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// Fixed time step
// C++11, C++14
#include <chrono>
#include <thread>
using namespace std::literals::chrono_literals;
void some_complex_work();
int main()
{
using clock = std::chrono::steady_clock;
clock::time_point next_time_point = clock::now() + 5s;
some_complex_work();
std::this_thread::sleep_until(next_time_point);
}
// Block the execution of a thread until a fixed point in time.
//
// For the purposes of demonstrating this pattern, we use
// [`std::chrono::steady_clock`](cpp/chrono/steady_clock) ([13]),
// although any other clock will suffice.
//
// On [14], we create a `clock::time_point` representing the point in
// time five seconds from now. To do so, we use `clock::now()` to get
// the current time point and add the duration of `5s` to it. Here we
// have used one of C++14's [duration literal
// suffixes](http://en.cppreference.com/w/cpp/chrono/duration#Literals)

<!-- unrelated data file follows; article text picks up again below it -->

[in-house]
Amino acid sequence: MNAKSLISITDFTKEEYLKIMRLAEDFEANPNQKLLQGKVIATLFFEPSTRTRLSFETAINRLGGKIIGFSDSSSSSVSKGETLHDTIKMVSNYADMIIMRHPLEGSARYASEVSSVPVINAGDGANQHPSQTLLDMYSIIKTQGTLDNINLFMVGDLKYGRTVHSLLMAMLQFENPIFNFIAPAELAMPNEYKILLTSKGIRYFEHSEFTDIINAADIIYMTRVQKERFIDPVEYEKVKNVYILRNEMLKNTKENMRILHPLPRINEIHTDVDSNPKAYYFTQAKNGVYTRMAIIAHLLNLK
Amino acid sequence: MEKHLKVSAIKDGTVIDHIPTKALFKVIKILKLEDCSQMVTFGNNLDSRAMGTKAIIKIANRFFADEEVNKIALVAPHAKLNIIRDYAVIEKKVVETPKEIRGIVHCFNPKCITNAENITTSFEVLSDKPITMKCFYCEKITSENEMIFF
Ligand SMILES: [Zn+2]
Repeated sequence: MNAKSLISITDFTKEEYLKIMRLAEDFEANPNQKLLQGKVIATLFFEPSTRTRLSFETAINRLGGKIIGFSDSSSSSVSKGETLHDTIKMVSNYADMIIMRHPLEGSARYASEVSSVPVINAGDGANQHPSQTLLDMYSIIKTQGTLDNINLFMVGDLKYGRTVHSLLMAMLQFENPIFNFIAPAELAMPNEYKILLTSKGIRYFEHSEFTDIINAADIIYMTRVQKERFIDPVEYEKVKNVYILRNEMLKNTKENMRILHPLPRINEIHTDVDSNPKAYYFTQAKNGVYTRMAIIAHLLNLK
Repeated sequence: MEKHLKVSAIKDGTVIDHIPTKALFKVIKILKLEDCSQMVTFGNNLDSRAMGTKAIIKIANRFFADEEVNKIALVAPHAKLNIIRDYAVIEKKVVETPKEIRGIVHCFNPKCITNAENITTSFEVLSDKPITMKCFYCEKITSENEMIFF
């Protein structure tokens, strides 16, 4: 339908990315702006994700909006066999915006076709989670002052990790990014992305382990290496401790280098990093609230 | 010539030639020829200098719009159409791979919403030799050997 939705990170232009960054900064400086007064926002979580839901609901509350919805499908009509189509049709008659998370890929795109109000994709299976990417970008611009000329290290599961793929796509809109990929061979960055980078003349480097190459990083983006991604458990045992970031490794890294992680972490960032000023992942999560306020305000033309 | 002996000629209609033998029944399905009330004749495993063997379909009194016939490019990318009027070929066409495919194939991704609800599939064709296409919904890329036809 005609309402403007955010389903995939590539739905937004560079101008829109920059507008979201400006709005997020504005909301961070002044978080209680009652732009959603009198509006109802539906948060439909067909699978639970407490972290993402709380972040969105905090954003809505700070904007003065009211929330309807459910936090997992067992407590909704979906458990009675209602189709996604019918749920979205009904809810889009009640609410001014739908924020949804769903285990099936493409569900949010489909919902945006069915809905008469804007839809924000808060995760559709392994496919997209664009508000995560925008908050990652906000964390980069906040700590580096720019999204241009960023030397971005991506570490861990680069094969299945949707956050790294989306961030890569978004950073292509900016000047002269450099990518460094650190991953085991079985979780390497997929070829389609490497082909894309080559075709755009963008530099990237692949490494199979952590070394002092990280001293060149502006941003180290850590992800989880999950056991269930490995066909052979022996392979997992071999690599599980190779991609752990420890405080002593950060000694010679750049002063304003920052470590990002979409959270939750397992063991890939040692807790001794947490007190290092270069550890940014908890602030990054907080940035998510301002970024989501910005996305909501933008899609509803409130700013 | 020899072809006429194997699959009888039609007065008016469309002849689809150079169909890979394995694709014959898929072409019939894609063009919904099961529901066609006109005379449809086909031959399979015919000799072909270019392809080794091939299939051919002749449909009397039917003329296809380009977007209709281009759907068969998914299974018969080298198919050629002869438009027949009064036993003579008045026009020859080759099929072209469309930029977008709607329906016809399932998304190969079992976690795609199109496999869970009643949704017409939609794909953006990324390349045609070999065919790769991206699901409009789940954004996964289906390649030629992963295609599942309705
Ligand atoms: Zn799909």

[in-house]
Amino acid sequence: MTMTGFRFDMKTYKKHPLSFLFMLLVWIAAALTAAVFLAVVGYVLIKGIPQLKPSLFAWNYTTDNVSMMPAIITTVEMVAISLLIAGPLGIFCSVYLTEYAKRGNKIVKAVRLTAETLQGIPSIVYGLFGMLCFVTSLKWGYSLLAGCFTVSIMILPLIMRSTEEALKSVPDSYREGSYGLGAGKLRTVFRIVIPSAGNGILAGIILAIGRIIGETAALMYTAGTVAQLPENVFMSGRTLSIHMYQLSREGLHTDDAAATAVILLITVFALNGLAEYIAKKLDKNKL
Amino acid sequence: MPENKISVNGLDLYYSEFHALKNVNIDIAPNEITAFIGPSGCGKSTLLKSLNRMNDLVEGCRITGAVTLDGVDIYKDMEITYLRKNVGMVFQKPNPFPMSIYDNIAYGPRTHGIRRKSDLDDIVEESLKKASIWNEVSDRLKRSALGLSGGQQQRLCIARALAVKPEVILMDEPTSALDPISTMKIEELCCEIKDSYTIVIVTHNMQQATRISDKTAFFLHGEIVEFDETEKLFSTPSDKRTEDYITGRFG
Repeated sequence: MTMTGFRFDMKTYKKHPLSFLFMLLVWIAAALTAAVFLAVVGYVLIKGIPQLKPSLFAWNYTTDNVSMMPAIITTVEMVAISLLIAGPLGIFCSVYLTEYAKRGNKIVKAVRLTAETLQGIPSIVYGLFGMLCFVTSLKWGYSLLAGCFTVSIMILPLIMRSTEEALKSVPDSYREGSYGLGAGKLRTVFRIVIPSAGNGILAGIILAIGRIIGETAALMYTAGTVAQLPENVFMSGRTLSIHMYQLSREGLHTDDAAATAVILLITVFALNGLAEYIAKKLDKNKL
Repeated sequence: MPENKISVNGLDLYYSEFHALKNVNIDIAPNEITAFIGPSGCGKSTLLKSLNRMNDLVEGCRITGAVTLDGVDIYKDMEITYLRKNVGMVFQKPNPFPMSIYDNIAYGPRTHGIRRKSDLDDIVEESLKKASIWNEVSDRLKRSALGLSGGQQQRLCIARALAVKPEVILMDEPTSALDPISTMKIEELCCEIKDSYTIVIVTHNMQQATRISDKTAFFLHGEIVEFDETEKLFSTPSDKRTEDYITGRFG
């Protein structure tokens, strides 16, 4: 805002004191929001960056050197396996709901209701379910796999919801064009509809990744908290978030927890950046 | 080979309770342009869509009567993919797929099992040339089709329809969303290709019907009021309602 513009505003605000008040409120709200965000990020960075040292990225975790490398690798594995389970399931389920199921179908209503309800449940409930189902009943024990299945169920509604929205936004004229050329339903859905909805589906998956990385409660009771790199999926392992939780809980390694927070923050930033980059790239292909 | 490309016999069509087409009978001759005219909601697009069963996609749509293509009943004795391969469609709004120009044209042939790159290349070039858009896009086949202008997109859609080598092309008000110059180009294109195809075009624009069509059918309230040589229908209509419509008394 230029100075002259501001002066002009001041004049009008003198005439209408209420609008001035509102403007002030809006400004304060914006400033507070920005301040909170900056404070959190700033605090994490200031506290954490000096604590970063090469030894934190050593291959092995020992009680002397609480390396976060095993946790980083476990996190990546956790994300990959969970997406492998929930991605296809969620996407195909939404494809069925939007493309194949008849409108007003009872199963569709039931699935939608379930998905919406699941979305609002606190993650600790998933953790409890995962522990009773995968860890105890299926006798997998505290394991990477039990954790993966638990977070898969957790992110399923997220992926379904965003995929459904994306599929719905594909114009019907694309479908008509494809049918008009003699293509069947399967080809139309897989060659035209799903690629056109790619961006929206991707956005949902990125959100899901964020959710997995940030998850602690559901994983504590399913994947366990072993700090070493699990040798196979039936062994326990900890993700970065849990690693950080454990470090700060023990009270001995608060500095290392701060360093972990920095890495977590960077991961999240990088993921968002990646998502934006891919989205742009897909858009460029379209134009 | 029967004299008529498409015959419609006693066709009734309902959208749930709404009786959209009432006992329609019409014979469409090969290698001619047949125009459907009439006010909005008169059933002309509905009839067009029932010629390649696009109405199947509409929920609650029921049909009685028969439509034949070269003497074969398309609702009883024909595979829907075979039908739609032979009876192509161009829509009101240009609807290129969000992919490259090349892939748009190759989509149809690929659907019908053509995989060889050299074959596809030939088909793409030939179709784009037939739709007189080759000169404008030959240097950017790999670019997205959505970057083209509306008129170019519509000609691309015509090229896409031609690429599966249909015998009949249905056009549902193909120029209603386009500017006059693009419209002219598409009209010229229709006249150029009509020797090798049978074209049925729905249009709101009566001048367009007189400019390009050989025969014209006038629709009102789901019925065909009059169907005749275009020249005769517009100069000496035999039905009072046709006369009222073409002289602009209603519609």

// to representing a duration with the seconds suffix, `s`. The
// `using` directive on [7] is required in order to use these suffixes.
// For C++11, the duration can be constructed manually.
//
// After performing some complex work on [16], we then call
// [`std::this_thread::sleep_until`](cpp/thread/sleep_until) on [18],
// passing it the time point we computed earlier. This blocks the
// current thread until we have reached that time point, ensuring that
// execution continues exactly five seconds after the starting time,
// regardless of how much time the complex work took (unless it took
// more than five seconds).
//
// This technique is most commonly used in a loop to ensure that the
// loop iterates with a fixed time step. Alternatively, if you want to
// sleep for a fixed amount of time, see the [sleep
// sample](/patterns/sleep.html).
void some_complex_work() { }